When I said earlier that I felt we have a high-risk strategy with the attempts that are being made by this government to attack the deficit by its decrease in spending, and yet on the other side the tax credits that are being given, I feel the time has come in these budget considerations when the government has decided that if we're going to cut income tax, if we're going to give a tax cut that's mostly going to go to the rich, we have to get some money somewhere. I think probably this came along later in the budget deliberations, because we had the Minister of Economic Development, Trade and Tourism stand in this place and say, about eight weeks before the budget came down, that VLTs, video lottery terminals, were not going to be put in place in the province of Ontario.


Something happened in those eight weeks and I think the something was that, notwithstanding the misgivings of the Minister of Finance that he's expressed in the past, someone has said: "Folks, we've got to find more money. It's as simple as that. We've promised this tax cut. We're living on it. We've signed documents" -- although the Premier signed a document saying that if he didn't fulfil his promises, he'd resign.

He said: "Look, folks, I've signed that thing and I'm going to have to resign if we don't give this tax cut, and yet I've also signed documents that we're going to balance the budget. In fact, I've signed documents that say we're going to bring in balanced budget legislation." Unfortunately, we didn't see that in the budget speech, but I expect it'll come along.

The Premier has said: "I don't want $1 million a day coming in to the province of Ontario. I don't want the money. I don't want the Ontario government to have it." In other words, he's said time and time again, "We don't have a revenue problem; we have a spending problem."

As I said, I think with the advent of the VLTs that we have seen in the budget speech, suddenly they do have a revenue problem and this is how they're going to solve it. They've given the tax break to the rich. "What are we going to do now? We've got to go out and get the money from some of those who least can afford it." How's the best way to do that? You introduce the crack cocaine of gambling; you introduce VLTs.

Initially they've said: "No, we're going to put them in controlled environments. We're going to put them into racetracks and we're going to put them into permanent charitable casinos." I happen to think that if you're going to put any form of gambling any place in the province of Ontario, a racetrack is a good place to do it. I think, with all due respect, that the government has proposed a good thing in reducing the provincial tax rate on harness racing. I think that's good. They could have stopped there just to see how effective that would have been.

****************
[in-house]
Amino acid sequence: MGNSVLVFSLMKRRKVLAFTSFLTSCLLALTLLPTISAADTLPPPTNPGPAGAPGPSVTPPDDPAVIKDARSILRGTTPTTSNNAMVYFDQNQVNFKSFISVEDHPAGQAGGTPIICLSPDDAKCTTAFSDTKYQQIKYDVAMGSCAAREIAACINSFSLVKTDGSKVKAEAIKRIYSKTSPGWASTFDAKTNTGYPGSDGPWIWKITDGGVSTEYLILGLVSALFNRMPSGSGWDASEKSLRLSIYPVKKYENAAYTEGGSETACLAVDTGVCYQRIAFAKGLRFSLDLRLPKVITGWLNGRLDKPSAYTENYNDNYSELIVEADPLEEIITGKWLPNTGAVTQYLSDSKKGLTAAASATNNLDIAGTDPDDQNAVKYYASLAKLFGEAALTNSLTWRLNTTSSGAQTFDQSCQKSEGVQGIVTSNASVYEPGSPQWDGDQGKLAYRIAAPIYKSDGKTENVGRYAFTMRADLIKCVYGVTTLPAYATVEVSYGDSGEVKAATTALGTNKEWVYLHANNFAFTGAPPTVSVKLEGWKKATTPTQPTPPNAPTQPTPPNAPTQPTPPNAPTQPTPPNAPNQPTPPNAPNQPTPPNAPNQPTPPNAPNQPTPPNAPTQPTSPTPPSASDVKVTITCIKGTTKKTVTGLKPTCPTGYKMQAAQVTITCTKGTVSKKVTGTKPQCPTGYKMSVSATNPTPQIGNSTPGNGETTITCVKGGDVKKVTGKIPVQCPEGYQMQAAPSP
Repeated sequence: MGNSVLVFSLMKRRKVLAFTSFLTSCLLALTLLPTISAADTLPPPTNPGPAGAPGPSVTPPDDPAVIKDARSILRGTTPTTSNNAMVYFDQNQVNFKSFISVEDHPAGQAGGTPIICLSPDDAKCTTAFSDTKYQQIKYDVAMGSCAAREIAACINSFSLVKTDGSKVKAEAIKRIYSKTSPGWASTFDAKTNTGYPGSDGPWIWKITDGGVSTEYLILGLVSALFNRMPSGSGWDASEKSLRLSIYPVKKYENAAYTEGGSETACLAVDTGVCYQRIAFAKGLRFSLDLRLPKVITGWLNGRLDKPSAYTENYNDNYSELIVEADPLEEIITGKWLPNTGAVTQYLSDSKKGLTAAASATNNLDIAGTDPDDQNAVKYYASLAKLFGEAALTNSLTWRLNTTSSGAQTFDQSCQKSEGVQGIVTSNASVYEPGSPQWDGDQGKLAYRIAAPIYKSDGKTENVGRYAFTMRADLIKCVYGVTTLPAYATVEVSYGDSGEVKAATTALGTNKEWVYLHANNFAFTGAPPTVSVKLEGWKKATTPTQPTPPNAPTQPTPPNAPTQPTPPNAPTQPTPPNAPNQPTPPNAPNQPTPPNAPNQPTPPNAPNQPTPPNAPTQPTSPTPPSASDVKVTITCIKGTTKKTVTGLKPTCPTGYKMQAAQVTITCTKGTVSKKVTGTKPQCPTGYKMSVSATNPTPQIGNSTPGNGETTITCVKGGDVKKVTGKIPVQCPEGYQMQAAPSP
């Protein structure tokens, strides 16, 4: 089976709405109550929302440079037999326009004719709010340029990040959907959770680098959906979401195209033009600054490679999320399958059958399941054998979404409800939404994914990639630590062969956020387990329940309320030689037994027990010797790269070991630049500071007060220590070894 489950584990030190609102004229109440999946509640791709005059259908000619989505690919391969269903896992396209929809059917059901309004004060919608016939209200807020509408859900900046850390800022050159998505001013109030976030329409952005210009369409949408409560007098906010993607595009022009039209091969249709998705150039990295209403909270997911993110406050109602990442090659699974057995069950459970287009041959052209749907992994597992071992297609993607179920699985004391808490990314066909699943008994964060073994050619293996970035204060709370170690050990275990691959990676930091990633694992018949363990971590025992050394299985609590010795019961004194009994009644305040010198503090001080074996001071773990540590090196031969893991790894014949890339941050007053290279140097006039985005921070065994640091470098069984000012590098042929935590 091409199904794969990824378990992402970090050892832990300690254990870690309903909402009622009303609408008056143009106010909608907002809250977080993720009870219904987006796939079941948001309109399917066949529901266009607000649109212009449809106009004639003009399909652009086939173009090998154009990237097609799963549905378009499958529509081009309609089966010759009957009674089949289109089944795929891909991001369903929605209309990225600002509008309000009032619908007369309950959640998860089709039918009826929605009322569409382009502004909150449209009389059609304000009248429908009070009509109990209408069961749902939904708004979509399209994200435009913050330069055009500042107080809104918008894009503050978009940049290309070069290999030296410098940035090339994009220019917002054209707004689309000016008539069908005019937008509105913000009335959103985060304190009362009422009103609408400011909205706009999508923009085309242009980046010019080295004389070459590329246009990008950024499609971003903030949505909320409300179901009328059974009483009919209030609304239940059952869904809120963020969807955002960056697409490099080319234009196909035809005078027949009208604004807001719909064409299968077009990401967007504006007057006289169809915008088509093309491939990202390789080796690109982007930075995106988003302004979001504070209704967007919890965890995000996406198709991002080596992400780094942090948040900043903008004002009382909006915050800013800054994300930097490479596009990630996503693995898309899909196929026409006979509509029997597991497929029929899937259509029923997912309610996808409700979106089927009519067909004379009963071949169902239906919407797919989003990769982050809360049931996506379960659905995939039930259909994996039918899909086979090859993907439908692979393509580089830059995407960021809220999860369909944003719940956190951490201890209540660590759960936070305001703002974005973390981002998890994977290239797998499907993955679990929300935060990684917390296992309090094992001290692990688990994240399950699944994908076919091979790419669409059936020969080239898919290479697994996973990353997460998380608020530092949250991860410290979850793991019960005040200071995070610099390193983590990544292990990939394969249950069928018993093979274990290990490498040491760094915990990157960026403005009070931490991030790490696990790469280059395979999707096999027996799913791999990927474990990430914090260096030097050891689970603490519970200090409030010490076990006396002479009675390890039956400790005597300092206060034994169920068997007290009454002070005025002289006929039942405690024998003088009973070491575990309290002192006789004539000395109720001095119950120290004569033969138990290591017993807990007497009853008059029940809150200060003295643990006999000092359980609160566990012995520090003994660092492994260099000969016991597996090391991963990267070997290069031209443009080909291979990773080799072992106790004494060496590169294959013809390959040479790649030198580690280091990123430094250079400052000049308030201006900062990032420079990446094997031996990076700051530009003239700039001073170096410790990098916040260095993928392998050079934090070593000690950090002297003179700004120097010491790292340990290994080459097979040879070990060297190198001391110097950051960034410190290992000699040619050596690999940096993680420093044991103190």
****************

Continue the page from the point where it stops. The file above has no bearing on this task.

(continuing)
But no. Even though we felt that any casino in this province should have a referendum, they've said, "No, without consulting anybody, we're going to put video lottery terminals in racetracks and we're going to put them in what we are now going to call `permanent charitable casinos.'" Frankly, a permanent charitable casino in 50 locations in the province is no different, except perhaps in size, from the casino in Windsor and the casino in Niagara Falls, for which a referendum was taken.

The Speaker has said he wants a referendum on that and I agree. Anything like that should be done by referendum because these video lottery terminals, which by the way -- and I'm reading from the speech of the Treasurer, "Once an acceptable implementation plan is developed, the network can then be expanded to the hospitality industry," having regard to certain "guidelines."

It's strange -- after an implementation plan is developed -- yet in the speech they already have the guidelines. I don't understand that. I asked the Minister of Consumer and Commercial Relations just last Thursday if in the province of Ontario we have a comprehensive strategy for gaming. His answer would indicate that they don't have one, and yet they've got some of the guidelines on which they're going to take these video lottery terminals, the cocaine of gambling, and they're going to take them beyond just horse racing facilities and the permanent charitable casinos.

I'll quote from an article by David Lewis Stein of the Toronto Star: "You can also see these 50 casinos becoming a back-door way of bringing high-stakes gambling to a neighbourhood near you." I think that's as true a statement as could be made.

I want to finish, because I only have a couple of minutes. Quite frankly, when I think back, I probably should have taken the whole half hour to speak about VLTs. I want to tell you what a few professionals have to say about VLTs, and then I want to you go home and think about it tonight.

Garry Smith, who has become a gambling specialist at the University of Alberta, about VLTs: "First of all, it's the speed at which you can play. You can complete a game cycle in about one and half seconds once you're adept at playing, and because of that, you get the feeling that you're constantly in action," and that's what gamblers seek.